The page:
– President Volodymyr Zelenzkyy’s popularity has decreased from 73% in September to 52% in late November. According to the poll conducted by the Kyiv International Institute of Sociology 32% of Ukrainians don’t approve of the president’s activities. However, not only Zelenzkyy is struggling with decreasing popularity – Ukrainian Prime Minister Oleksiy Honcharuk’s negative rating increased by 16% in the same time period. Finally, the poll showed that 51% of the participants think that the new government is unsuccessful in their promise to solve the conflict in Donbass, while 40% think that they are successful (Pollsters came from all over Ukraine, excluding the occupied areas).
– November 28th saw the premier of Mr Jones, a movie directed by Polish oscar-nominated director Agnieszka Holland and a co-production of Ukraine, Poland and the United Kingdom. As the Kyiv Post reported, it is a movie that brings attention to one of the darkest tragedies in Ukranian history.
The story is based on the real life of Welsh journalist Gareth Jones, who travelled to the Soviet Union in 1933 determined to get an interview with Stalin. Upon arriving in Moscow, his focus shifts as he discovers that foreign journalists are restricted to the city and explicitly forbidden to enter Ukraine. Jones decides to secretly travel to the forbidden area only to discover the man-made mass starvation, known to history as the Holodomor. Director Holland has stated that the “evidence of the Holodomor is largely unknown and many innocent victims of communist crimes never entered the global consciousness”. The mass starvation occurred in 1933-34 and killed millions of Ukrainians.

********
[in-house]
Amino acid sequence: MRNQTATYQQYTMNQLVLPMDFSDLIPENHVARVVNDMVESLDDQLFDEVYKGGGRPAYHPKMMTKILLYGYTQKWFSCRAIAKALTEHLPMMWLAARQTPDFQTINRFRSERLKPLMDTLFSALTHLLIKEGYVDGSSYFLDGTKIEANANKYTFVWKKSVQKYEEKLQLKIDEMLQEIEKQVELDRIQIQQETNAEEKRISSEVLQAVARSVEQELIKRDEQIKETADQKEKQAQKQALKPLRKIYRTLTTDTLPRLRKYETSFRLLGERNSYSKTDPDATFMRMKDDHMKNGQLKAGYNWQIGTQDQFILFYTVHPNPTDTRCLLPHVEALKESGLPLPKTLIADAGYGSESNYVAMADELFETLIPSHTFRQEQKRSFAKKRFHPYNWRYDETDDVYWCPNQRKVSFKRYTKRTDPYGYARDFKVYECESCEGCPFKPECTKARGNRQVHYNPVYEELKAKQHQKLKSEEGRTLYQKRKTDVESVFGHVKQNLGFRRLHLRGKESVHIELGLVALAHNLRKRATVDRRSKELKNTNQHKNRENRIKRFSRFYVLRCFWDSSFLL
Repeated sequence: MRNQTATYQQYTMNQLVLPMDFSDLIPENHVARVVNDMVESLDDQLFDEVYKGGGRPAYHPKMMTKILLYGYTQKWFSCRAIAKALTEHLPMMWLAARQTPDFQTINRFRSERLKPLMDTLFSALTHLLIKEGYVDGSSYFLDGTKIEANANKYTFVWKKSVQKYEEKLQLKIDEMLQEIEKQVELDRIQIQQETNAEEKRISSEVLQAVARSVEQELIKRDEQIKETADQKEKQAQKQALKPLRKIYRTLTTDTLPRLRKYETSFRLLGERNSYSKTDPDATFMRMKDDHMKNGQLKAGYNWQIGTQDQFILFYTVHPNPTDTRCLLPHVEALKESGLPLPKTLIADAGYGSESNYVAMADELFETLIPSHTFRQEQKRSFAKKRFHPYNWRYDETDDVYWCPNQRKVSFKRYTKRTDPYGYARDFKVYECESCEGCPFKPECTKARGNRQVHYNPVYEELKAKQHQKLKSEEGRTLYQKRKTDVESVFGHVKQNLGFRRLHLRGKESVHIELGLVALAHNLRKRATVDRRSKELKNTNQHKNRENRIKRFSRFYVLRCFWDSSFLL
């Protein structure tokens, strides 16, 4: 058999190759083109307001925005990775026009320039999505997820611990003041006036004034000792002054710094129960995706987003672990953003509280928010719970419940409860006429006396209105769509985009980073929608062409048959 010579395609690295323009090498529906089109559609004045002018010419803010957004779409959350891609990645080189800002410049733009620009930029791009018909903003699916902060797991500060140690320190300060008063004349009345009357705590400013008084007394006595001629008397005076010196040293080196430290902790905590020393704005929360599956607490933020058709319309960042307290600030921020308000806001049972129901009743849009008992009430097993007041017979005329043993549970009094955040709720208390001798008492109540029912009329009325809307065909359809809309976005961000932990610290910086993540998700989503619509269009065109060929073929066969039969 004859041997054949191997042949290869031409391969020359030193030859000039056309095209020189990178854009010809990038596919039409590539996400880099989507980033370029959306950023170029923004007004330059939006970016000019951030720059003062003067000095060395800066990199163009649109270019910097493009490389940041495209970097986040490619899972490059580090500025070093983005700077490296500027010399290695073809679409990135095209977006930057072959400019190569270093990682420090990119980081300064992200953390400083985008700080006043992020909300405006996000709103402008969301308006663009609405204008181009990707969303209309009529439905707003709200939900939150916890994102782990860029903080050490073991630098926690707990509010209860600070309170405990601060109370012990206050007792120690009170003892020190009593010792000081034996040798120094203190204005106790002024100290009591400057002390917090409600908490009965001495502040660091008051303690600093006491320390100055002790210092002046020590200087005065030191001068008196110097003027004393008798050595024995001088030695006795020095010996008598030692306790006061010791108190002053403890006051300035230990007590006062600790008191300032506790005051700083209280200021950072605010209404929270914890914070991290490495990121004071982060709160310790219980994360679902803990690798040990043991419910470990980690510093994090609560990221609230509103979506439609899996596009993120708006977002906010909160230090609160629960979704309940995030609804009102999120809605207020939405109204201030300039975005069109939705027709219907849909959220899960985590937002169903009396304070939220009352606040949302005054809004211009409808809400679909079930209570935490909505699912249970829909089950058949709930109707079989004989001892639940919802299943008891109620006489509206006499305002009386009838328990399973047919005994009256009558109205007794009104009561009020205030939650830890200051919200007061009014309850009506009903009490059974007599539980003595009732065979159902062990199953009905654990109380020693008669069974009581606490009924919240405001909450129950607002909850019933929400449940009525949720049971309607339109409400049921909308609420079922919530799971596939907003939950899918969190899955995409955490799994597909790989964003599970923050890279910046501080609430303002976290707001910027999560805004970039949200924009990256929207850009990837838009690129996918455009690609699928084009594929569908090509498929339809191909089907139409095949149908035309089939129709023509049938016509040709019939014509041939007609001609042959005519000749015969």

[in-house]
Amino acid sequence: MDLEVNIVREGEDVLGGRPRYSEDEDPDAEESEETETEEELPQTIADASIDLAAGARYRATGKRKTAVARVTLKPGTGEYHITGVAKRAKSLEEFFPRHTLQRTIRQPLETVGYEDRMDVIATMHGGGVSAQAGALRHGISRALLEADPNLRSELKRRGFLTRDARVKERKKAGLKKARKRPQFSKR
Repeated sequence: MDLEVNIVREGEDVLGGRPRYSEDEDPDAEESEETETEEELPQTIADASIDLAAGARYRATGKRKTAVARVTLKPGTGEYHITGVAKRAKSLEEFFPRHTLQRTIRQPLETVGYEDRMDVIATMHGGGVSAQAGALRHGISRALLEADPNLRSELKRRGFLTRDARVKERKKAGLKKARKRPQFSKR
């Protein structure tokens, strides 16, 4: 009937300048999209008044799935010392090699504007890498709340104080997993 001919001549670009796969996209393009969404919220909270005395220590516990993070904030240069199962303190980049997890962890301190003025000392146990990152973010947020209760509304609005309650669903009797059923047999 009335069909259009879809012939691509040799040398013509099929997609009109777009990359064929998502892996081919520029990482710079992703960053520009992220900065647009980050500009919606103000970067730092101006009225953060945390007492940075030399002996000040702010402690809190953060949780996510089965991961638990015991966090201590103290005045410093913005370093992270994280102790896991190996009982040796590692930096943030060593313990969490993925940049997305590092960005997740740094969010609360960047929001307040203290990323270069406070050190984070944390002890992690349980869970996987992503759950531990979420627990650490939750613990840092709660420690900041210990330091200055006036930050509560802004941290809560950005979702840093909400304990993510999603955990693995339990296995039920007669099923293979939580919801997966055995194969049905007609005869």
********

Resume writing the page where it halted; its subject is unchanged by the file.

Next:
– German Chancellor Angela Merkel and French President Emmanuel Macron will be mediators in the negotiations between President Zelenskyy and Russian President Vladimir Putin, scheduled to take place on December 8th. Though the meeting might help push the two countries in the right direction of solving their territorial conflict, no major breakthrough is expected. It is the first time since 2016 that the heads of states from Ukraine and Russia will meet. Even though Zelenskyy focused his election campaign on ending the conflict with Russia, analyst Tim Ash told the Washington Post that Zelenskyy has “little to give to Putin, otherwise he risks destabilizing domestic politics,” and that “Putin seemed to want to convey willingness to seem reasonable, without giving up much.”
Amanda Sonesson holds a BA in Economic History at Stockholm University and has previously lived, studied and worked in Russia and Kyrgyzstan. Currently she is studying in the CEERES program hosted by University of Glasgow, Scotland, focusing on gender issues, democracy, politics and society in Russia and Central Asia. Additionally she owns a secret collection of Putin memorabilia and loves everything (post) Soviet.